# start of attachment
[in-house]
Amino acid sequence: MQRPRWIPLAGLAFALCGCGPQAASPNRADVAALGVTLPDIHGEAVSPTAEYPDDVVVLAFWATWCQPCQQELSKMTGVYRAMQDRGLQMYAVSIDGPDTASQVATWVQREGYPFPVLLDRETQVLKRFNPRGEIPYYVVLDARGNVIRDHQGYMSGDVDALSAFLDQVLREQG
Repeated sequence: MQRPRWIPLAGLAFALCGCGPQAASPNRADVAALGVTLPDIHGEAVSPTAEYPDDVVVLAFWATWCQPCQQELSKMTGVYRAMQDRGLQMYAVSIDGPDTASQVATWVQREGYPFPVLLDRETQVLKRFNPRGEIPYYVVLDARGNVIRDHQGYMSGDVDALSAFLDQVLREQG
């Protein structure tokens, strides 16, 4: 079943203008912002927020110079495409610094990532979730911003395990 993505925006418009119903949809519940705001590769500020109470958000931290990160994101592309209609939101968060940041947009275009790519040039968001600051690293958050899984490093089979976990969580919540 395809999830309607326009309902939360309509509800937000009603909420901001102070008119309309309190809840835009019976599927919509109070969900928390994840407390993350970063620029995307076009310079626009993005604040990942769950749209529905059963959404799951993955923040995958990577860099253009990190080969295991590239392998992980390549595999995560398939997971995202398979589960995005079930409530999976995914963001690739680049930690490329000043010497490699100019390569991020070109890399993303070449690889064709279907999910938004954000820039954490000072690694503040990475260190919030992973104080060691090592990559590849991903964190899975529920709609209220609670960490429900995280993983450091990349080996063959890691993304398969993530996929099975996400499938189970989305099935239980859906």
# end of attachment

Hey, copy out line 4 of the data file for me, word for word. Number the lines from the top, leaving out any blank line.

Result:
């Protein structure tokens, strides 16, 4: 079943203008912002927020110079495409610094990532979730911003395990 993505925006418009119903949809519940705001590769500020109470958000931290990160994101592309209609939101968060940041947009275009790519040039968001600051690293958050899984490093089979976990969580919540 395809999830309607326009309902939360309509509800937000009603909420901001102070008119309309309190809840835009019976599927919509109070969900928390994840407390993350970063620029995307076009310079626009993005604040990942769950749209529905059963959404799951993955923040995958990577860099253009990190080969295991590239392998992980390549595999995560398939997971995202398979589960995005079930409530999976995914963001690739680049930690490329000043010497490699100019390569991020070109890399993303070449690889064709279907999910938004954000820039954490000072690694503040990475260190919030992973104080060691090592990559590849991903964190899975529920709609209220609670960490429900995280993983450091990349080996063959890691993304398969993530996929099975996400499938189970989305099935239980859906």